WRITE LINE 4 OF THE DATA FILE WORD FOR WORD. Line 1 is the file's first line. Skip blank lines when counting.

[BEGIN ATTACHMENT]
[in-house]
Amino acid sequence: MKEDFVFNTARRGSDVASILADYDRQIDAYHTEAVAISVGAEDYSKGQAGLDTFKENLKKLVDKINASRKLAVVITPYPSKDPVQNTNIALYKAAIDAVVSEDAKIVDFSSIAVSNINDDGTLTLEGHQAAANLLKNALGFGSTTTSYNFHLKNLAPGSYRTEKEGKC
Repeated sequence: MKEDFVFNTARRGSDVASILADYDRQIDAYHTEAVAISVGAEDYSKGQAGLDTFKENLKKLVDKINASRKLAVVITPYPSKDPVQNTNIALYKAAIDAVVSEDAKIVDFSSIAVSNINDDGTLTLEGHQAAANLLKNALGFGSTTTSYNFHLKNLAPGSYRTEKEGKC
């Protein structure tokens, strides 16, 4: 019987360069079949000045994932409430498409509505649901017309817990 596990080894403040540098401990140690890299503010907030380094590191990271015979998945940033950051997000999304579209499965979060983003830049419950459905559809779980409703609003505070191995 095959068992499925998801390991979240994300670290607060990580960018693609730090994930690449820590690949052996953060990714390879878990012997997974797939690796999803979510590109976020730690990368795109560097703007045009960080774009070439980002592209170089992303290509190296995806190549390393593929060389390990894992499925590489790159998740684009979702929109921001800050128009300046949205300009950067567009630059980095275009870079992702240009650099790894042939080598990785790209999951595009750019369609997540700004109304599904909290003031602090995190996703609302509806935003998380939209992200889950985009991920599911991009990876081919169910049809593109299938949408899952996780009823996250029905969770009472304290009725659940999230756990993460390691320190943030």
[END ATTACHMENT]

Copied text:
């Protein structure tokens, strides 16, 4: 019987360069079949000045994932409430498409509505649901017309817990 596990080894403040540098401990140690890299503010907030380094590191990271015979998945940033950051997000999304579209499965979060983003830049419950459905559809779980409703609003505070191995 095959068992499925998801390991979240994300670290607060990580960018693609730090994930690449820590690949052996953060990714390879878990012997997974797939690796999803979510590109976020730690990368795109560097703007045009960080774009070439980002592209170089992303290509190296995806190549390393593929060389390990894992499925590489790159998740684009979702929109921001800050128009300046949205300009950067567009630059980095275009870079992702240009650099790894042939080598990785790209999951595009750019369609997540700004109304599904909290003031602090995190996703609302509806935003998380939209992200889950985009991920599911991009990876081919169910049809593109299938949408899952996780009823996250029905969770009472304290009725659940999230756990993460390691320190943030």